Maine Consumer-Owned Utility Referendum Certified for Ballot

The state certified 69,735 valid signatures, surpassing the threshold by more than 6,000, state officials said

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The secretary of state’s office has certified an adequate number of voter signatures for a referendum on a proposal to replace Maine’s privately owned electric utilities with a consumer-owned Pine Tree Power Company.

The state certified 69,735 valid signatures, surpassing the threshold by more than 6,000, Secretary of State Shenna Bellows said Wednesday. That means that the proposal will go to the Maine Legislature for considering. If it isn’t passed by lawmakers, then it would go to state voters in November.

Andrew Blunt, executive director of Our Power, said it’s time to make a change to save money for ratepayers.

“With rates through the roof and a hard winter ahead, Mainers are more ready than ever for a local power company that lowers our bills instead of making wealthy corporations richer,” he said in a statement.

Critics contend buying out Central Maine Power and Versant Power, the state’s two largest electric utilities, would be costly and negate any savings.

The Maine Legislature approved the proposal to oust Central Maine Power and Versant Power last year. But Democratic Gov. Janet Mills vetoed the bill, saying the proposal was “deeply flawed.”

The signature certification follows a major development in a charged debate over electricity in Maine.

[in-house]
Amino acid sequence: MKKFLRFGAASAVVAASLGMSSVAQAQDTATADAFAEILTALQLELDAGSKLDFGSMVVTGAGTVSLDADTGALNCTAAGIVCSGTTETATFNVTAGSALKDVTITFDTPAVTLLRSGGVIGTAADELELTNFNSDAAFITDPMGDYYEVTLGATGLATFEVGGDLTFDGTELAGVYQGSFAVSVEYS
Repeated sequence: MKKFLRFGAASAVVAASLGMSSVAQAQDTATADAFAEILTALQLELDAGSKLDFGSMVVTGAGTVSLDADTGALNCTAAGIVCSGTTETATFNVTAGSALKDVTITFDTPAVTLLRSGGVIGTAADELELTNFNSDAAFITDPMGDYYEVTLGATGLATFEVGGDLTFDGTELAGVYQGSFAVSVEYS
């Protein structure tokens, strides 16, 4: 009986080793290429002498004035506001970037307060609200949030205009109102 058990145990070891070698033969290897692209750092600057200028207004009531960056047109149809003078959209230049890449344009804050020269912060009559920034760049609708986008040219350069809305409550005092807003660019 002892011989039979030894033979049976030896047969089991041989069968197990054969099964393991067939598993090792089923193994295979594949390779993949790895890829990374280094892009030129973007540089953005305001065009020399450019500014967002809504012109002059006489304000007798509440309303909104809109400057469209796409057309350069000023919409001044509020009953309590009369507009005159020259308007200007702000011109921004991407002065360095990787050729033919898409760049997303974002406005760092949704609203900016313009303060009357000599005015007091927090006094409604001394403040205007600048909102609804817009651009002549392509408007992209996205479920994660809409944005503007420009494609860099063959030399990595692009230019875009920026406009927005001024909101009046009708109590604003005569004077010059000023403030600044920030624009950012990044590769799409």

On Tuesday, the state’s supreme court ruled that a lease for approximately 30 acres of state land is legal, handing a victory to developers of the New England Clean Energy Connect (NECEC), the controversial $1 billion utility corridor that would bring Canadian hydropower to Massachusetts.

Scott Mahoney, an attorney representing the NECEC’s parent company, AVANGRID, said Tuesday that the ruling “is yet another step in the right direction for Maine’s renewable energy future. The serious need for the NECEC project to reduce our reliance on fossil fuels, combat climate change, and lower energy prices remains unchanged.”

At the same time, project opponents condemned the court’s decision.

“We are extremely disappointed with the decision that was made today.  In our opinion, the Maine Constitution clearly places a safeguard protecting our public lands from CMP’s development of a transmission line that provides little to no benefit to Maine consumers.  That safeguard is a two-thirds vote of the duly elected members of the Maine Legislature,” said Tom Saviello, one of the leaders of a referendum effort in 2021 against the project.

When that ballot question was presented to Maine voters last November, a decisive number of them, approximately 60%, voted that the corridor should not move forward.

However, courts are also examining whether or not that referendum question was constitutional.

When added to Wednesday’s news, the number of high-voltage legal and political questions yet to be answered mount, including what happens if the corridor project moves forward but Maine voters decide to form a consumer-owned utility.

Right now, according to Nicole Grohoski, a Maine state senator and a board member for a group supporting the consumer-owned utility called Our Power, her group “doesn’t have an official position” on the NECEC.

“We would decide if that’s something that we wanted to acquire or not if it was ultimately built,” she added.

Copyright AP - Associated Press
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